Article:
Have you ever been so in awe, so wowed by a piece of art that you just had to stop and take it all in. This particular time it was the scale, the brushstrokes, the smell of oil paint in the air, the texture, the layers building it up so it appeared as if the painting had just emerged from the surface of the canvas… You feel the energy the artist had when they set brush to canvas, the action, the intent, the story, those eyes staring back at you in that quiet sanctuary of a gallery. I just sat and stared, observed, relished in the piece like you are unable to do when something is in a book or on screen.
I always adored visiting art galleries, there’s something about going into that Space that pulls me away from the real-world and transports me somewhere else; a place of reflection. I’ve always found these spaces peaceful and contemplative; they make me feel calm and safe. Galleries are the place that I have been drawn to the most, particularly during challenging times, I like the dialogue between myself as a viewer and the artist- that on some level there’s a connection to be made and I can get a glimpse into someone else’s perception. I can question or validate my own sense of the world through art.
There is one exhibition, however, that has stood out above all others, it was the ‘all too Human’ exhibition at the Tate. It truly captured the sense of our humanity, an honest and visceral account of not only out physical form but also our humanity through the eyes of some of the influential artists on my practice.
Visiting around a year ago, was so timely. I was just starting to follow my artistic path, finally embracing figures in my own work, in the midst of a renewed sense of purpose and commitment.
Walking into that space I was star struck by all of the artists that have heavily influenced over the years in one space, Paula Rego, Francis Bacon, Lucien Freud, Jenny Saville to name just a few.
Thinking back to standing in front of a Lucien Freud self-portrait, it wasn’t just a visual representation, a painting… but an insight into the way he saw himself, the thick brushstrokes sculpted out a form on the canvas, the unflattering angle challenging you unapologetically, showing you an unedited, real and honest snapshot into his reality, into the way he saw himself- to communicate something about inhabiting the world. The sweeping, confident marks revealing facets of muted tones that merged the figure with the background texture of paint yet it held such a physical presence in the space, even on a surprisingly small scale compared to his larger figurative works. It was this piece, out of all of them, that held my gaze the longest.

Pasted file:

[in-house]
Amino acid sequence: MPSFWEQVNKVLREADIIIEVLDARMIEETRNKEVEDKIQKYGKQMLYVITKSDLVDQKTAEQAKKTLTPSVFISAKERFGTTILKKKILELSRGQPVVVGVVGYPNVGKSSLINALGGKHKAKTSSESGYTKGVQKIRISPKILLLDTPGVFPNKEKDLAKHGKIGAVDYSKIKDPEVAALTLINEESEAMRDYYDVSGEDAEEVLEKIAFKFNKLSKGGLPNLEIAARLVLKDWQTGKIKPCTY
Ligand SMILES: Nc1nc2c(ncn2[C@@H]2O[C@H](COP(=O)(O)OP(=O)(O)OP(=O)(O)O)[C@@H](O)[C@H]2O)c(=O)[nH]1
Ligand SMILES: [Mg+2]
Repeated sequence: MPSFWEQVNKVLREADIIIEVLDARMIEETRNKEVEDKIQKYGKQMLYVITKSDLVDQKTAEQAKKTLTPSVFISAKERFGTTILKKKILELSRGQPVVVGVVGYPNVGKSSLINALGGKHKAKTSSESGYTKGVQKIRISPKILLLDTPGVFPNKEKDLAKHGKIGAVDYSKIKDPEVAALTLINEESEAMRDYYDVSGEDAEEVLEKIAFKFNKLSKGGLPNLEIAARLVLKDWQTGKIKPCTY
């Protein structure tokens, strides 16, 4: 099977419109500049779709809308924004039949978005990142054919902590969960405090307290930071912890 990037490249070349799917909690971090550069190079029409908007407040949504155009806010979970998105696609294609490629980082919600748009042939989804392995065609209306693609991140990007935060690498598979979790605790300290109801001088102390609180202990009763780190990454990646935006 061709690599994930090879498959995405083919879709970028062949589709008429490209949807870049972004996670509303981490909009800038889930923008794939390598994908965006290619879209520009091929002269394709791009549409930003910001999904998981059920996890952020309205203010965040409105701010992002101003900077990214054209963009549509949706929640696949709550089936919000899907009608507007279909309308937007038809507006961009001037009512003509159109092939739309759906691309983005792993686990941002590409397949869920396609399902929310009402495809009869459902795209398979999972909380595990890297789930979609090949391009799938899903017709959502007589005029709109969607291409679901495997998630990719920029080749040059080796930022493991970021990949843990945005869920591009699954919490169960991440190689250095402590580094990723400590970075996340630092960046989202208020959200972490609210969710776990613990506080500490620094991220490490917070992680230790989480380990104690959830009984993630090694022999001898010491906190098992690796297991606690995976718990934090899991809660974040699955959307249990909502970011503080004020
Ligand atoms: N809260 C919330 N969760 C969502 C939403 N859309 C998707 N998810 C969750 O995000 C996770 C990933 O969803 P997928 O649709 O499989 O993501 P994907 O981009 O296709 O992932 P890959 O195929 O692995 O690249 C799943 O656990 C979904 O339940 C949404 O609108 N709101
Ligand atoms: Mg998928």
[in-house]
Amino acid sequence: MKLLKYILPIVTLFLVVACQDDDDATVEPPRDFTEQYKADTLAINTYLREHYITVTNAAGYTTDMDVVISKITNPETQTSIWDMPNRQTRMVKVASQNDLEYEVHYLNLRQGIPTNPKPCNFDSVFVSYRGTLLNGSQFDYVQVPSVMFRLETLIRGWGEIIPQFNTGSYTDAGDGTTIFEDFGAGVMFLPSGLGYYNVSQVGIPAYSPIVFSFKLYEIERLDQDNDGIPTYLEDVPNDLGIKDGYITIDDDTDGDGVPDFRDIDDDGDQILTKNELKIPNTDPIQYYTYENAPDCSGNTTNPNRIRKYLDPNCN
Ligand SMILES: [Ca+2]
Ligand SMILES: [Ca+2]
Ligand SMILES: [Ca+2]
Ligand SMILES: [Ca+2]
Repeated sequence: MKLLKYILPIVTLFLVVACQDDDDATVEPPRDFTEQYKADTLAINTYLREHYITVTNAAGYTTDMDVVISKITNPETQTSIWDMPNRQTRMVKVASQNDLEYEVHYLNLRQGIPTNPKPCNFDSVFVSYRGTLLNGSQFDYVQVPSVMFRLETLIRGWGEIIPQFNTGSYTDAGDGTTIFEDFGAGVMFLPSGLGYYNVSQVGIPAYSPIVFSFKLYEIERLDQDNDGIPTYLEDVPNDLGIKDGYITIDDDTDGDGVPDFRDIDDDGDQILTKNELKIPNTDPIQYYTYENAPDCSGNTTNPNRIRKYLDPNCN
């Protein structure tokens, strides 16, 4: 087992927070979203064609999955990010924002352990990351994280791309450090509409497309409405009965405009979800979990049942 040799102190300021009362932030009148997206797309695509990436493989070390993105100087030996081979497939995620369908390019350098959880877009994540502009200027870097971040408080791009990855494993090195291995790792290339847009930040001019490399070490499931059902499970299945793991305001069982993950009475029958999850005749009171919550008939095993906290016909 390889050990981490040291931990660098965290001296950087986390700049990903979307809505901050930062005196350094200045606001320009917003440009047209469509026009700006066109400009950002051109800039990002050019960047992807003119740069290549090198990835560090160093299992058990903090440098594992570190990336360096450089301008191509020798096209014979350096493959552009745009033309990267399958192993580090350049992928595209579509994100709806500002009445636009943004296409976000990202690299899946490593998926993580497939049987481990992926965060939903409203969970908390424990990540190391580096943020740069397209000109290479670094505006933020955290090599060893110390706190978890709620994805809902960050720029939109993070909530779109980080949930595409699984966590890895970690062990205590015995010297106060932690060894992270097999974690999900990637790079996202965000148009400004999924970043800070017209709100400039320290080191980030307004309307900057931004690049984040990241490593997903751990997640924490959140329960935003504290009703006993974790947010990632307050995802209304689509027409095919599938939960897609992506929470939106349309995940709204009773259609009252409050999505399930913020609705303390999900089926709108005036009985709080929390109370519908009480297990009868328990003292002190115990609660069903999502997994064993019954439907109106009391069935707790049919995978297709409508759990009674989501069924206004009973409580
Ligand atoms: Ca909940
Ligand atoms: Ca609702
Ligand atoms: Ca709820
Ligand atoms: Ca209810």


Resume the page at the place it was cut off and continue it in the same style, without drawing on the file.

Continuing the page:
As I wander through the exhibition the walls are filled with more ambitious, exciting and recognisable works, artists who persisted with the medium of paint even when it seemed to fall out of favour… Jenny Saville’s self-portrait painted on a huge scale, dominates the final room, for example. Uncompromising, unflinching and sculptural. With paint spatter mimicking something quite violent, bluish tones contrasting subtly against the red and orange hues making the flesh look more raw, large brushstrokes carving out form on the surface of the canvas with lips that appear wet with beautiful highlights breathing life into the image that is so often linked to ‘meat on a butcher’s block’. But again as I step back and observe I notice the eyes… that within this bold, confident piece there is a vulnerability… something all too human.
I could talk deeply about each and every one of the artists I admire but perhaps I will save that for another time. For now, it has been wonderful to look back retrospectively and remember the joy of visiting this exhibition… I must remember to seek out more opportunities to engage with art.
What’s the last exhibition you went to see that captured you?